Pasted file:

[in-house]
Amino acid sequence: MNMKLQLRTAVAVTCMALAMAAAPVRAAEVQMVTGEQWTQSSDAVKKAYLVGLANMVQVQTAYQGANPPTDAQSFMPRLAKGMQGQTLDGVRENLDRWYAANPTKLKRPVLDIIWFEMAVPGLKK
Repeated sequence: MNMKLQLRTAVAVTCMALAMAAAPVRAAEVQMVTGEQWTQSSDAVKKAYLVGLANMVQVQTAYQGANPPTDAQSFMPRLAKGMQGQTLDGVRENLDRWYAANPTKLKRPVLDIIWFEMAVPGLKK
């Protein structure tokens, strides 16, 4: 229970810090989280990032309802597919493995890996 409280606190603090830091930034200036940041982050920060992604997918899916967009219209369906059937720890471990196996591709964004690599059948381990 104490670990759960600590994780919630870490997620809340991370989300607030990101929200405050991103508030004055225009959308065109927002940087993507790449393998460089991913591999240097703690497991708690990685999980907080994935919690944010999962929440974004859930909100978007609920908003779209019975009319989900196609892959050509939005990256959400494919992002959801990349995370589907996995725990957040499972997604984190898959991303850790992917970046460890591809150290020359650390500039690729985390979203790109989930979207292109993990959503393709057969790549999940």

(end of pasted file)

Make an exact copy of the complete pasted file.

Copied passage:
[in-house]
Amino acid sequence: MNMKLQLRTAVAVTCMALAMAAAPVRAAEVQMVTGEQWTQSSDAVKKAYLVGLANMVQVQTAYQGANPPTDAQSFMPRLAKGMQGQTLDGVRENLDRWYAANPTKLKRPVLDIIWFEMAVPGLKK
Repeated sequence: MNMKLQLRTAVAVTCMALAMAAAPVRAAEVQMVTGEQWTQSSDAVKKAYLVGLANMVQVQTAYQGANPPTDAQSFMPRLAKGMQGQTLDGVRENLDRWYAANPTKLKRPVLDIIWFEMAVPGLKK
């Protein structure tokens, strides 16, 4: 229970810090989280990032309802597919493995890996 409280606190603090830091930034200036940041982050920060992604997918899916967009219209369906059937720890471990196996591709964004690599059948381990 104490670990759960600590994780919630870490997620809340991370989300607030990101929200405050991103508030004055225009959308065109927002940087993507790449393998460089991913591999240097703690497991708690990685999980907080994935919690944010999962929440974004859930909100978007609920908003779209019975009319989900196609892959050509939005990256959400494919992002959801990349995370589907996995725990957040499972997604984190898959991303850790992917970046460890591809150290020359650390500039690729985390979203790109989930979207292109993990959503393709057969790549999940």